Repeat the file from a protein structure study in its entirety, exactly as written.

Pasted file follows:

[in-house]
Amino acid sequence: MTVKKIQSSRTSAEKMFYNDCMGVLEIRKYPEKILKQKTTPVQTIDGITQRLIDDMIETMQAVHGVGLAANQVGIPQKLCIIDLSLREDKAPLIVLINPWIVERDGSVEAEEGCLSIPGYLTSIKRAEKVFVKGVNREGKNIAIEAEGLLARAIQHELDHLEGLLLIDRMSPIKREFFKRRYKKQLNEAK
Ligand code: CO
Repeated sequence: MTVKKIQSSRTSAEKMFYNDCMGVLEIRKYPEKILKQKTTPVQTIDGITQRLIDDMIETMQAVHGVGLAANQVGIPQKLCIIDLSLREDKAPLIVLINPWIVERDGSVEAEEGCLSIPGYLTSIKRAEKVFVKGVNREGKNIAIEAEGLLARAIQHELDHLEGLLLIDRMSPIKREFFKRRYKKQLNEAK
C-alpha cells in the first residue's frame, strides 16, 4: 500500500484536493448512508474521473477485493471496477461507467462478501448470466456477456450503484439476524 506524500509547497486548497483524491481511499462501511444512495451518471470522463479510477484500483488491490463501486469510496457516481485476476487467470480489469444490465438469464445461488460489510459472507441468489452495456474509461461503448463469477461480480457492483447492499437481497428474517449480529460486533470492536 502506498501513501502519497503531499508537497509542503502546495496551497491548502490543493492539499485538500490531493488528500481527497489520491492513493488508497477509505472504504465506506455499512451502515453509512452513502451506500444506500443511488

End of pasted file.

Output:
[in-house]
Amino acid sequence: MTVKKIQSSRTSAEKMFYNDCMGVLEIRKYPEKILKQKTTPVQTIDGITQRLIDDMIETMQAVHGVGLAANQVGIPQKLCIIDLSLREDKAPLIVLINPWIVERDGSVEAEEGCLSIPGYLTSIKRAEKVFVKGVNREGKNIAIEAEGLLARAIQHELDHLEGLLLIDRMSPIKREFFKRRYKKQLNEAK
Ligand code: CO
Repeated sequence: MTVKKIQSSRTSAEKMFYNDCMGVLEIRKYPEKILKQKTTPVQTIDGITQRLIDDMIETMQAVHGVGLAANQVGIPQKLCIIDLSLREDKAPLIVLINPWIVERDGSVEAEEGCLSIPGYLTSIKRAEKVFVKGVNREGKNIAIEAEGLLARAIQHELDHLEGLLLIDRMSPIKREFFKRRYKKQLNEAK
C-alpha cells in the first residue's frame, strides 16, 4: 500500500484536493448512508474521473477485493471496477461507467462478501448470466456477456450503484439476524 506524500509547497486548497483524491481511499462501511444512495451518471470522463479510477484500483488491490463501486469510496457516481485476476487467470480489469444490465438469464445461488460489510459472507441468489452495456474509461461503448463469477461480480457492483447492499437481497428474517449480529460486533470492536 502506498501513501502519497503531499508537497509542503502546495496551497491548502490543493492539499485538500490531493488528500481527497489520491492513493488508497477509505472504504465506506455499512451502515453509512452513502451506500444506500443511488